# What is the difference between average daily sessions vs average daily hits for website traffic?

https://www.eurovps.com/blog/how-much-ram-cpu-storage-iops-vps-needs/

to come up with a rough estimate on sizing.

For bandwidth consumption, the example used there is

``````Page Size ± = 1.8MB
Average Page views per Session: 5.97
Average Sessions per Day: 1,500
Bandwidth Consumption per Day: 16,119MB (16GB)
Bandwidth Consumption per Month: 16GB x 30 Days = 480GB
``````

I was trying to map this formula based on the factual information I have for a website whose hardware sizing I am trying to arrive at and below is the data for it

Based on my assessment,

The page size for my website can be 1.8 MB on an average.

The part where I need some help is that for the formula to arrive at bandwidth, can I use number of hits per day in place of average sessions per day?

If I do, my equation comes to 1.83162161 = 875669.4 MB i.e. 875.6 GB

• a visit is not an actual hit to the server, page view is or as you said you can use total hits per day. `total hits per day` * `avg page size` Commented Dec 13, 2021 at 11:39
• I removed the second question because it is subjective and makes the question also too broad Commented Dec 13, 2021 at 15:51

While that link is quite useful, I don't think it is helpful to you.

A hit on a website is viewing a single page while a session would be all the hits on that site from a single browser in a given period (loosely, when someone visits the site and looks around other pages, that whole interaction is a session. Because the web is historically stateless, it is difficult to tell when a session starts and ends, so an approximation has been made).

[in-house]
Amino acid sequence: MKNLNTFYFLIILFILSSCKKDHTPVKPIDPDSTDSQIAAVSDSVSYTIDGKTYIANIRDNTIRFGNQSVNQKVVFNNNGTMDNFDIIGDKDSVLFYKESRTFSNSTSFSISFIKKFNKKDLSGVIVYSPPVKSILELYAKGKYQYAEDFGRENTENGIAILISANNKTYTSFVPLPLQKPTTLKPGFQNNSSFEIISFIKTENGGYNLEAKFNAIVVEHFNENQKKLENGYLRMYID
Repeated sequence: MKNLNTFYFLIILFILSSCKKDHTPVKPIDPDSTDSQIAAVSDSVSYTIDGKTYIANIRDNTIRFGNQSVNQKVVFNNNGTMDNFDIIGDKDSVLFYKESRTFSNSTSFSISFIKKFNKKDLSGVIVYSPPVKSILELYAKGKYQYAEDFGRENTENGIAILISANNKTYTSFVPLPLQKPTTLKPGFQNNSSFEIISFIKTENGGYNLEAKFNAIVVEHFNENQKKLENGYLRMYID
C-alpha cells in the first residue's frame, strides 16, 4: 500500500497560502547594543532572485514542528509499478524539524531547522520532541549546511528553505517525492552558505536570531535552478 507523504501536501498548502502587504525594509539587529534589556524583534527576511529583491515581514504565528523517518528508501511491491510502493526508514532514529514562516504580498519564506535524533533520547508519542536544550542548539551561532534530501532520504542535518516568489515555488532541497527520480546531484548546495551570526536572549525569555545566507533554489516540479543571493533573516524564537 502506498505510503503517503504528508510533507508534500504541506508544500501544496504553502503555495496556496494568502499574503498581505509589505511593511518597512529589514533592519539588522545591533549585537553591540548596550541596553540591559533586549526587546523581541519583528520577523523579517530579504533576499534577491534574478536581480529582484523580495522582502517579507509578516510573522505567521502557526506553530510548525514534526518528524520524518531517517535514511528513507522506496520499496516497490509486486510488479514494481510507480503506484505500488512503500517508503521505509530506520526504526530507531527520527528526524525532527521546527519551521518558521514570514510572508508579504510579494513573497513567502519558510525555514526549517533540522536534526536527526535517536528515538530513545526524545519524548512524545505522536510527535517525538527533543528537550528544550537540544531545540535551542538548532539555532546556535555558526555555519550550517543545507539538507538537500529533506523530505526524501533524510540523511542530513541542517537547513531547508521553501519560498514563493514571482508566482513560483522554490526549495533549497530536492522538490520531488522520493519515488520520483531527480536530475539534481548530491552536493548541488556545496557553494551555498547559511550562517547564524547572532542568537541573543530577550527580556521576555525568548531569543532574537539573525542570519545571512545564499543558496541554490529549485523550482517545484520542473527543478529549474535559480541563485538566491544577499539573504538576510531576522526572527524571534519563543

Based on your assumptions, your maths looks wrong - if there are 5,027,000 page views per month * 1.8 megabyte per view, that comes to 9,048,600 = 8.63 terabytes (9048600 / 1024 / 1024)

Note that the result makes a lot of assumptions that are likely incorrect - particularly that a page is 1.8 megabytes and that the heavy parts of it (ie the images) are not cached. While its plausible, it does not seem likely for a site with that many hits.

• So do you reckon the factor of average number of pages visited per user (3 pages in this case) is not to be factored for the monthly backup? Commented Dec 14, 2021 at 12:26
• Sorry dont 7nderstand what monthly backups have to do with anything. Its impossible to meaningfully advise ratios from what you have provided as it very much depends on the nature of the site and how its been optimised. You should be able to get very accurate answers by analysing the log files and/or implementing bandwidth monitoring in the current site if you have access to it. It you provide more details about (a) what you are trying to achieve and ,(b) what level of access/visibility you have we may be able tog uide you better... Commented Dec 14, 2021 at 17:48
• Its certainly possible the provided figures are accurate but they "feel" wrong - I wonder how relevant "bot" activity is. (Most bots do not look at images, greatly reducing the bandwidth used). Its also somewhat novel you are focussing in traffic transferred but dont appear to be considering network/connection speed. Commented Dec 14, 2021 at 17:53

What does the 1.8MB consist of? Usually the first page view uses much more bandwidth, as any additional hits has much of the static content (css, js, images) cached. So visits*page size:

5270000*1.8 = 9486000MB (9.486TB) per month

/30 = 316.2 GB per day

The additional views per visitor will add some traffic, but at the same time repeated visitors with some static content already cached will likely use less, so without any additional info I would just use 316 per day (or maybe 400-500 GB to be on the plus side) as a rough estimate.

But it really depends on how much of the 1.8MB is static, cachable content, and how many repeated visitors you get. Also make sure it's actually loaded from your domain, if some of the content comes from 3rd party servers (for example ads), you can subtract it.